There are grades of opinion here for all tastes. The participants created a blog on the events and reactions. Most of those opinions are of disbelief at the police reaction. Strong support was offered by the Catalan Circus Association, as well as by all political parties who are not presently in power either locally, regionally or nationally, not surprisingly, given the imminence of elections. On the other hand, some street performers feel that this work makes their own job more difficult by creating an expectation in the police that street clowns are going to provoke them, therefore they move them on, politically motivated or not.
The ECB view is that in street clowning, one must learn to play with the public. That means gauging how much someone is willing to play, and if they are not, well, you don’t play either. These are simple rules that often take experience to get right, however, and each performer will also decide if they want to err on the side of provocation, or on the side of safety. My own view is that although it is true that clown allows for a liberation from the codes of conduct, this does not imply some kind of absolute freedom in the sense that ‘I can do whatever I like, whatever the reaction or consequences’. For me, the freedom of clowning consists more in knowing that I can choose freely any line of action, and not be subject to expected modes of behaviour. But that I cannot control the reaction of others. In other words, I can decide to perform naked in the street if I want to, but I cannot decide what shall be the public’s reaction, hostile or in good humour. Clowns can have cake, but they don’t usually eat it.
More than that, I think that the police, in their role as white face to the auguste, form an essential part of the clown’s world. Without rules, clowns would have not much reason for existing.
“The beautiful dialogue between the white face and the auguste does not set at each others throats the superior and the inferior, the executioner and the victim, the exploiter and the exploited. The two partners are at the same level. They are two equal forces, two principles one as positive as the other. The white face is no more superior to the auguste than thought is to action, or serenity to emotion.”
I am looking forward to having in my hands the exact wording of what the police formally accuse the clowns of, as I believe that would be a very accurate definition of clowning. Who better to ask, apart from a clown, what clowns are, than the forces of law and order? The nature of authority defines the auguste clown. Curiously, the ECB is situated in a building that was last used as a police archive!
The white clown’s contemporary absence has left the auguste alone and inexplicable without his partner. Perhaps another era would have preferred to adopt the white face, an era that needing to identify itself with the controlling urge, the desire for power and the knowledge that allows one to fool the gullible. Richard Findlater, in his biography of Joe Grimaldi, quoting D. L. Murray, suggests that Regency England might have been such an age:
“his whole conception of the Clown reflects that period of genteel blackguardism, pugilism and practical jokes. The ‘grimacing, filching, irresistible Clown’, his white face larded with red like a schoolboy’s that has been dipped in a surreptitious jam-pot, is a plebeian successor of the mohocks, a companion of Jerry Hawthorn and Corinthian Tom, whose recreations are breaking windows, tripping up old women and assaulting the constables.”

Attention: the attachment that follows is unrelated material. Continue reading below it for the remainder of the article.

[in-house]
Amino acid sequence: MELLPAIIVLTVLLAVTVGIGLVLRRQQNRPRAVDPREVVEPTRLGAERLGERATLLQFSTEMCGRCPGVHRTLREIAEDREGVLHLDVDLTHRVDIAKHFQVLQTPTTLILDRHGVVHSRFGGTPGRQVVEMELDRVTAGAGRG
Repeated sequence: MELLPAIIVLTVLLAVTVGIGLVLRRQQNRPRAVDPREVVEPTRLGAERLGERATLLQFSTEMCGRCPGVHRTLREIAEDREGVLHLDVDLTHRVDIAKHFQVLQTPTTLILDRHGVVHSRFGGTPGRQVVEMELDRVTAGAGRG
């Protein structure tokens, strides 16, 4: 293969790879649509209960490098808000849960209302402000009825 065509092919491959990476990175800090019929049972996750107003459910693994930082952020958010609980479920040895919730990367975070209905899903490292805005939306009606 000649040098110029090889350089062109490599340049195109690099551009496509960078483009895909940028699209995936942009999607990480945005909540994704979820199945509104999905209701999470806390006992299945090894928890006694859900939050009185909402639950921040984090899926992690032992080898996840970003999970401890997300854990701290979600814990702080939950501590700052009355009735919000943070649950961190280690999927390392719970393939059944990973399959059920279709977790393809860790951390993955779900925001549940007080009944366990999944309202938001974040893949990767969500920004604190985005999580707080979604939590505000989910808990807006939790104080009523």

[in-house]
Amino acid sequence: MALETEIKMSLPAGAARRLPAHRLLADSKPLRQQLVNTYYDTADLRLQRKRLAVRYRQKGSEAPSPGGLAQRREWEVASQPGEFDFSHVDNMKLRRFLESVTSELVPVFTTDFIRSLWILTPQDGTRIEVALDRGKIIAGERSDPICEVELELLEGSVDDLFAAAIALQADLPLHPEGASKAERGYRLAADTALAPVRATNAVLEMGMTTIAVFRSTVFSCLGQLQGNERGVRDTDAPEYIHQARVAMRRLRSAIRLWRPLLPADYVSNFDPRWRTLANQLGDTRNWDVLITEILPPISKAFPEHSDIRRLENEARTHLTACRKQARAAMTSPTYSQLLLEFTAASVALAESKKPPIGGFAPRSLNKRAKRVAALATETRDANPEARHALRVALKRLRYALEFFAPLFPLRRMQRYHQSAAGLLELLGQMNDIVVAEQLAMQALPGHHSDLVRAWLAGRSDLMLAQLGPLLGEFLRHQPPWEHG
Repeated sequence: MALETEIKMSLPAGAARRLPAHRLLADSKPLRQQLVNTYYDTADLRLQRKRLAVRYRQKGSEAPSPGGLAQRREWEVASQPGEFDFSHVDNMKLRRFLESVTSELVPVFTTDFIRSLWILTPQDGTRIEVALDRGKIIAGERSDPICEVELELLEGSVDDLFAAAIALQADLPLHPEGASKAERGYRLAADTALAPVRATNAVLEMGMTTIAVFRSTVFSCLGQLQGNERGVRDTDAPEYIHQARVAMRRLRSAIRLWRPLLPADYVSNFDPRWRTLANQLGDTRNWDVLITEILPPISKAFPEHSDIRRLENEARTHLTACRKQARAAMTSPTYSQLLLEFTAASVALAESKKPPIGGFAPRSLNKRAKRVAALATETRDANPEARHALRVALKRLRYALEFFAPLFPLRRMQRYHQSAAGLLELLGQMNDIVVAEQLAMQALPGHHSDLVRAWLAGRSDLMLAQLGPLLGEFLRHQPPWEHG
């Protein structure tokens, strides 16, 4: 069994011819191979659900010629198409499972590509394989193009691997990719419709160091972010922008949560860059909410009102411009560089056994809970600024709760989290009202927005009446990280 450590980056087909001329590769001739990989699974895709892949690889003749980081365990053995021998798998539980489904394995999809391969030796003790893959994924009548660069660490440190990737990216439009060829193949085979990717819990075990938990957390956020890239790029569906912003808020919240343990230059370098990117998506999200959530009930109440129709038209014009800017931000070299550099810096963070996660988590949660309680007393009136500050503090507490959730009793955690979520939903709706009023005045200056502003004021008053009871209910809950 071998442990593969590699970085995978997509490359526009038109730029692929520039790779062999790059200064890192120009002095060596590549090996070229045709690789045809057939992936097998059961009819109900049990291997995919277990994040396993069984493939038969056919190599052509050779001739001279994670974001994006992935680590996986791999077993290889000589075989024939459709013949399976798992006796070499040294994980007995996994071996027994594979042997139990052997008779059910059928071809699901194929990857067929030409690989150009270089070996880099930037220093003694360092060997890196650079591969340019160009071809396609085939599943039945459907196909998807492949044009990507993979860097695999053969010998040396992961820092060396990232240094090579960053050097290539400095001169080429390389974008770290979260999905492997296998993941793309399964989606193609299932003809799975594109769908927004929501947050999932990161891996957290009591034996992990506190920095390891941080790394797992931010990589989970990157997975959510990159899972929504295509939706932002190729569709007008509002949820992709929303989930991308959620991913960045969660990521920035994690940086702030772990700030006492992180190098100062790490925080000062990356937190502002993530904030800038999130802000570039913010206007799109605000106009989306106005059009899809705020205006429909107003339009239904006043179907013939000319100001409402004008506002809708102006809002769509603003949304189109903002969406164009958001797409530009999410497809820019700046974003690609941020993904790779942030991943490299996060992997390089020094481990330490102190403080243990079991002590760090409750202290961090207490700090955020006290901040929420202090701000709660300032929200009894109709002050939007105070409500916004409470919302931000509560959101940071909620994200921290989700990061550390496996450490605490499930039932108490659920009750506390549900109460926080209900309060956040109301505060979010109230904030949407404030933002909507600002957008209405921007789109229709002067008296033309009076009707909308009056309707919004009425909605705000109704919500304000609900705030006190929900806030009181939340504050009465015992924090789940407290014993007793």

Although Grimaldi’s clown is not identical to the late-19th century white-face clown, it is one of its key ancestors. In any case, it is clear that different cultural moments want different clowns.
Authoritarian, cruel, hierarchical, cerebral. Not qualities that the flower power generation wanted to promote. The auguste represented freedom, authenticity, the underdog, emotion. Of course that’s all well and good. But let us not mistake what was a politically and socio-culturally specific choice in a particular place and time for a universal definition of clown. I think clowning is now suffering from this choice, although the panorama is not altogether homogeneous. In Canada and the USA, there is work being done on the white face, inspired by the pioneering work of Richard Pochinko. At The Institute of Canadian Clowning, in the “Joey and Auguste Workshop”, one may
“explore the sides of your clown - the manipulator, the victim and the intermediary. This workshop is done working in partnership with another performer. Writing, relationship and performing are explored. It completes with a student workshop performance.”
But in Europe the auguste rules. No one wants to be the baddie. I have not come across any course advertising itself as helping you to discover your inner cruelty, that side of you that wants to make everyone else look foolish and you clever. Maybe its time will come.
Instead of the white face, the negative side of clowning has been taken up by the bouffon. The bouffon is indeed a kind of dark or negative clown, but still one that suited the leftist agenda of May 68, aiming its negativity outwards at those in society who are foolish enough to imagine they are not themselves foolish. This neatly deflects any looking at one’s own negativity, whilst allowing a playground in which one can delight in dark humour. And since bouffons and clowns don’t easily mix, I think we are missing out on the cruel side of clown.